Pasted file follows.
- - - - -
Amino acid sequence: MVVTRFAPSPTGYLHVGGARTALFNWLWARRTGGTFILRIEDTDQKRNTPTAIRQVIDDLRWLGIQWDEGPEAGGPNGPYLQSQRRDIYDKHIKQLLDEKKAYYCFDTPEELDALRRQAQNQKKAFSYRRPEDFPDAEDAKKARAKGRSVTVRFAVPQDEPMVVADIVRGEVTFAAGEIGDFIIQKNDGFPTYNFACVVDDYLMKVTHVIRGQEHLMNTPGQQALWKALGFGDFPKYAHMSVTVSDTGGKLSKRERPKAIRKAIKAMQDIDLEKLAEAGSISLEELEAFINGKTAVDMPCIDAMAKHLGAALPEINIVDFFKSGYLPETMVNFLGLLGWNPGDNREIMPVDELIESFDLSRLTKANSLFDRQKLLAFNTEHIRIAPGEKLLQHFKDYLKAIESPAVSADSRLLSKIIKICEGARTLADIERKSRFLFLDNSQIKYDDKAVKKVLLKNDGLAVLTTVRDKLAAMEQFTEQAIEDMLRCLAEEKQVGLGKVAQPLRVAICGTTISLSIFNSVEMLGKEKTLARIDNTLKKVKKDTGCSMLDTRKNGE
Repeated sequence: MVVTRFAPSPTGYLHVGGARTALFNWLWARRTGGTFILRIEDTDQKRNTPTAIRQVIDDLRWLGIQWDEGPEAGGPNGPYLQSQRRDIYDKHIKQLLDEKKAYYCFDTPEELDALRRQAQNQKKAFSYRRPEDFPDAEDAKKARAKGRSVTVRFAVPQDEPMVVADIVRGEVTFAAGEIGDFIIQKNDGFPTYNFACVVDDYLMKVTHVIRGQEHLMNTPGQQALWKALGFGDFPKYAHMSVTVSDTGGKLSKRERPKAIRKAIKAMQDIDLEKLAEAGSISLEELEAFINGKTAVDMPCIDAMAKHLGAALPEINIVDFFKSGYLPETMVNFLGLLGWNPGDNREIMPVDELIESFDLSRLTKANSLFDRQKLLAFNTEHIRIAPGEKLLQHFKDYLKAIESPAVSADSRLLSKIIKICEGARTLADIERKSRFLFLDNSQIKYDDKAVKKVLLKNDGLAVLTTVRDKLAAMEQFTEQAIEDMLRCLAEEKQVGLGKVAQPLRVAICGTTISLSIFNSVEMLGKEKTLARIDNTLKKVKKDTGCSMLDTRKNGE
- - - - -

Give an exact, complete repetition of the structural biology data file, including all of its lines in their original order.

Amino acid sequence: MVVTRFAPSPTGYLHVGGARTALFNWLWARRTGGTFILRIEDTDQKRNTPTAIRQVIDDLRWLGIQWDEGPEAGGPNGPYLQSQRRDIYDKHIKQLLDEKKAYYCFDTPEELDALRRQAQNQKKAFSYRRPEDFPDAEDAKKARAKGRSVTVRFAVPQDEPMVVADIVRGEVTFAAGEIGDFIIQKNDGFPTYNFACVVDDYLMKVTHVIRGQEHLMNTPGQQALWKALGFGDFPKYAHMSVTVSDTGGKLSKRERPKAIRKAIKAMQDIDLEKLAEAGSISLEELEAFINGKTAVDMPCIDAMAKHLGAALPEINIVDFFKSGYLPETMVNFLGLLGWNPGDNREIMPVDELIESFDLSRLTKANSLFDRQKLLAFNTEHIRIAPGEKLLQHFKDYLKAIESPAVSADSRLLSKIIKICEGARTLADIERKSRFLFLDNSQIKYDDKAVKKVLLKNDGLAVLTTVRDKLAAMEQFTEQAIEDMLRCLAEEKQVGLGKVAQPLRVAICGTTISLSIFNSVEMLGKEKTLARIDNTLKKVKKDTGCSMLDTRKNGE
Repeated sequence: MVVTRFAPSPTGYLHVGGARTALFNWLWARRTGGTFILRIEDTDQKRNTPTAIRQVIDDLRWLGIQWDEGPEAGGPNGPYLQSQRRDIYDKHIKQLLDEKKAYYCFDTPEELDALRRQAQNQKKAFSYRRPEDFPDAEDAKKARAKGRSVTVRFAVPQDEPMVVADIVRGEVTFAAGEIGDFIIQKNDGFPTYNFACVVDDYLMKVTHVIRGQEHLMNTPGQQALWKALGFGDFPKYAHMSVTVSDTGGKLSKRERPKAIRKAIKAMQDIDLEKLAEAGSISLEELEAFINGKTAVDMPCIDAMAKHLGAALPEINIVDFFKSGYLPETMVNFLGLLGWNPGDNREIMPVDELIESFDLSRLTKANSLFDRQKLLAFNTEHIRIAPGEKLLQHFKDYLKAIESPAVSADSRLLSKIIKICEGARTLADIERKSRFLFLDNSQIKYDDKAVKKVLLKNDGLAVLTTVRDKLAAMEQFTEQAIEDMLRCLAEEKQVGLGKVAQPLRVAICGTTISLSIFNSVEMLGKEKTLARIDNTLKKVKKDTGCSMLDTRKNGE